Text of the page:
First, it took the world so long to acknowledge that a war was being declared across the continents by different extremist outfits competing to surpass one another in atrocity and cruelty inflicted on innocent civilians.
Now, the main targets of terrorism are dithering to point out the source of inspiration which drives a few individuals to resort to a killing spree against other ethnic and religious groups in foreign lands.
The question that arises is: why is there such a lack of political will to name and squarely deal with the source of medieval radical religious ideology spreading everywhere in the world? Fundamentalism is the common factor among terrorists. Lone wolves, deranged individuals, un-integrated migrants, recently self-radicalized young men or educated home-grown terrorists, they all end up with IS flags in their apartments before busting up civilians at airports, restaurants, in concert halls, on beaches, trains and in public gatherings.
In terms of pure hatred and cold-blooded cruelty, perpetrators of recent attacks almost surpass Nazi SS soldiers. In Bangla Desh, five young students most cynically carry out a brief religious check, smiling at the hostages, put the question: What’s your name?, tell them: Anyway, we’ll meet in Heaven ; then, fire shots point-blank, take out their machetes and slaughter the victims mercilessly. Most of them were found with their throat slit.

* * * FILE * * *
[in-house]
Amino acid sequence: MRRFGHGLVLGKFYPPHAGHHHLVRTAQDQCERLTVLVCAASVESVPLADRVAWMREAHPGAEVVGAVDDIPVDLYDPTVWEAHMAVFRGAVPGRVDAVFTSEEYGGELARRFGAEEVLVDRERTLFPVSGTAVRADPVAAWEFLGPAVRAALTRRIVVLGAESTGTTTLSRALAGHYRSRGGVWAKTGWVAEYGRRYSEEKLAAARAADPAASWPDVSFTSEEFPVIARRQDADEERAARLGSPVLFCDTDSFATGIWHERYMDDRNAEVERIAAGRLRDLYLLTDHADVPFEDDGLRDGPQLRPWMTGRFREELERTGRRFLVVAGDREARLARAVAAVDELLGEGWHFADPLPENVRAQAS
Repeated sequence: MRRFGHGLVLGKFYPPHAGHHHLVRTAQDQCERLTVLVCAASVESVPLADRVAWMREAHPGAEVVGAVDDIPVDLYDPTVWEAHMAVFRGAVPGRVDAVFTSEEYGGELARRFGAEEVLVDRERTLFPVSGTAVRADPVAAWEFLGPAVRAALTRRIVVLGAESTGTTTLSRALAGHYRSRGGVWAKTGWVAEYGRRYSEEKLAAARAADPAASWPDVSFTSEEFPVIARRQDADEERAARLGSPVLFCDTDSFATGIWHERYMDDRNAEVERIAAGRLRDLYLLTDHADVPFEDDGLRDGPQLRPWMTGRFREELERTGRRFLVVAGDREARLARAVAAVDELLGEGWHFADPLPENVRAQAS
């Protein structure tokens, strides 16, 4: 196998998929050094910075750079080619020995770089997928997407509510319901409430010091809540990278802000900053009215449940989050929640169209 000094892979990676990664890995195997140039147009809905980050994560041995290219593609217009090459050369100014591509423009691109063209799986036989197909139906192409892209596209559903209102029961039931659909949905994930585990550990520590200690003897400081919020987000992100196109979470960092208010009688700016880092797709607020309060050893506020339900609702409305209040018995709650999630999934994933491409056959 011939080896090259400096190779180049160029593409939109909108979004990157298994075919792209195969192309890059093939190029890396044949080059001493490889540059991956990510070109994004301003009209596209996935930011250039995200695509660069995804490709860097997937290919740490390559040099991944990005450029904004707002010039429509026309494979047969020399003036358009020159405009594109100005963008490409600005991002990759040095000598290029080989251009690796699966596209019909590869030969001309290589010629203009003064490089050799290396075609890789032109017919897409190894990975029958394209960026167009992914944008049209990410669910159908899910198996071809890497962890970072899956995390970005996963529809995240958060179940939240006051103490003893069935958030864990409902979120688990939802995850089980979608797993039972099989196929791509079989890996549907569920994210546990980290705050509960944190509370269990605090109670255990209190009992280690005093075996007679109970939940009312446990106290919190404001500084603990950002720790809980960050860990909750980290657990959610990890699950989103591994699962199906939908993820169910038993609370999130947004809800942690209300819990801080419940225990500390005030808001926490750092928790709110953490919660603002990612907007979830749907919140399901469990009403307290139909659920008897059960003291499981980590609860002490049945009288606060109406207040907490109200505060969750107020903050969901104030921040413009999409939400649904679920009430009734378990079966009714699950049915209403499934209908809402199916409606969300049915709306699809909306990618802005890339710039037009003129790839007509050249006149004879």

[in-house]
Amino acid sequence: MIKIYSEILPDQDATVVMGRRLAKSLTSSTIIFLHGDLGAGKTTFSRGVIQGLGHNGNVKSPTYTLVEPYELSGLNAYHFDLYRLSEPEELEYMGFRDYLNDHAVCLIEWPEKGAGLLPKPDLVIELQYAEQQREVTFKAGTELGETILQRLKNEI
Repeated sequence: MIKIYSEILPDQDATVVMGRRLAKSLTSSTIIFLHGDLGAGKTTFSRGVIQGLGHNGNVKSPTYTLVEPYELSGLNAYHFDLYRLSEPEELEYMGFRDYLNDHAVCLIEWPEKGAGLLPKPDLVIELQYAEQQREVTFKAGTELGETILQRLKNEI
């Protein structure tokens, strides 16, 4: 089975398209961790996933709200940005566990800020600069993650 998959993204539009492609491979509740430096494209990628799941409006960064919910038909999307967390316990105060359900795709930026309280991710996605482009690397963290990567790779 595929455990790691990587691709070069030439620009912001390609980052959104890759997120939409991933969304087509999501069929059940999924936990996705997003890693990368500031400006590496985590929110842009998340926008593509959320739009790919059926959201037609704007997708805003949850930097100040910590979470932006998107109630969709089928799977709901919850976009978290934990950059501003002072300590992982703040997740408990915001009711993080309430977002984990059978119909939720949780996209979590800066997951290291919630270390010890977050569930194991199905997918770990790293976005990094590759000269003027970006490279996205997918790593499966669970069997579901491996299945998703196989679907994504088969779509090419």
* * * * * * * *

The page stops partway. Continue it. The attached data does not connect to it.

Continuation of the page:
The bomb attacks near a busy shopping centre in Baghdad on a festival day were planned to create the highest number of victims. When the first bombs exploded at one spot and took a heavy toll, people ran in the opposite direction where other bombs blasted and gave them no chance of escape. Most of the three hundred victims or so were young Shias, among whom a rising rap star. While the Dhaka attack was probably aimed at destabilizing the government, the bomb blasts in Baghdad were an IS operation in retaliation to Iraqi army involvement in anti-IS coalition war.
With 250 citizens dead within one and half year, France is the most targeted western country by IS supporters and self-radicalized individuals. Indeed, an unpredictable deadly scenario planned by a hate-filled violent man not particularly religious, with ambiguous sexual orientation, a recent taste for gory videos of IS beheadings, and a collection of articles on Charlie Hebdo, Texas, Orlando, Brussels and Bataclan attacks. Pure sadism and most extreme cruelty ramming a 16-ton heavyweight at 90 kms an hour into a packed crowd of revellers celebrating National Day, crushing so many bodies in such a short time.
Certain hate-filled young migrants in Europe and the U.S are likely to emulate the Nice attacker. And the train axe attack in Germany might just be the beginning of a series of random surprise attacks in the West. All the more so as IS is losing the war in Iraq and Syria, and is calling sympathizers worldwide to kill foreigners, whose countries oppose IS, by any means.